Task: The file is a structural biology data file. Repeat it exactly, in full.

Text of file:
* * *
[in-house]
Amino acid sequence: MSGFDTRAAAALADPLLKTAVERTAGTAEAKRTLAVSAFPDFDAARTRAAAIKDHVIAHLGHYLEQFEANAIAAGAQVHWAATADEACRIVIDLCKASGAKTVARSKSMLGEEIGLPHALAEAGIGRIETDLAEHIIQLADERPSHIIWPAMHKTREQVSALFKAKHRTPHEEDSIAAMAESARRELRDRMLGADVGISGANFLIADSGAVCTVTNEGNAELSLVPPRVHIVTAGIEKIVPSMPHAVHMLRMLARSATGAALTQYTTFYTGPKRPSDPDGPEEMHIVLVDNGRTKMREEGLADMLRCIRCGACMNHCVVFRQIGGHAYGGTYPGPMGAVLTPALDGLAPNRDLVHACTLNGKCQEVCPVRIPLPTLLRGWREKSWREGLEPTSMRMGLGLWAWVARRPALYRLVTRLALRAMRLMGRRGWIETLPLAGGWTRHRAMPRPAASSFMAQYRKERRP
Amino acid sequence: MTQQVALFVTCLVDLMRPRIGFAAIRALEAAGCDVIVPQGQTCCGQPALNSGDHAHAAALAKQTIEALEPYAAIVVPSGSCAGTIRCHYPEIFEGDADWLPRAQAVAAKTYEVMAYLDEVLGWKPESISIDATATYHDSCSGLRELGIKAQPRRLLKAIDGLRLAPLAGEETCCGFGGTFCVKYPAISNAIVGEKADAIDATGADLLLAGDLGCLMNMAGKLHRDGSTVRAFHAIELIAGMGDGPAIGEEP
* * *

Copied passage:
[in-house]
Amino acid sequence: MSGFDTRAAAALADPLLKTAVERTAGTAEAKRTLAVSAFPDFDAARTRAAAIKDHVIAHLGHYLEQFEANAIAAGAQVHWAATADEACRIVIDLCKASGAKTVARSKSMLGEEIGLPHALAEAGIGRIETDLAEHIIQLADERPSHIIWPAMHKTREQVSALFKAKHRTPHEEDSIAAMAESARRELRDRMLGADVGISGANFLIADSGAVCTVTNEGNAELSLVPPRVHIVTAGIEKIVPSMPHAVHMLRMLARSATGAALTQYTTFYTGPKRPSDPDGPEEMHIVLVDNGRTKMREEGLADMLRCIRCGACMNHCVVFRQIGGHAYGGTYPGPMGAVLTPALDGLAPNRDLVHACTLNGKCQEVCPVRIPLPTLLRGWREKSWREGLEPTSMRMGLGLWAWVARRPALYRLVTRLALRAMRLMGRRGWIETLPLAGGWTRHRAMPRPAASSFMAQYRKERRP
Amino acid sequence: MTQQVALFVTCLVDLMRPRIGFAAIRALEAAGCDVIVPQGQTCCGQPALNSGDHAHAAALAKQTIEALEPYAAIVVPSGSCAGTIRCHYPEIFEGDADWLPRAQAVAAKTYEVMAYLDEVLGWKPESISIDATATYHDSCSGLRELGIKAQPRRLLKAIDGLRLAPLAGEETCCGFGGTFCVKYPAISNAIVGEKADAIDATGADLLLAGDLGCLMNMAGKLHRDGSTVRAFHAIELIAGMGDGPAIGEEP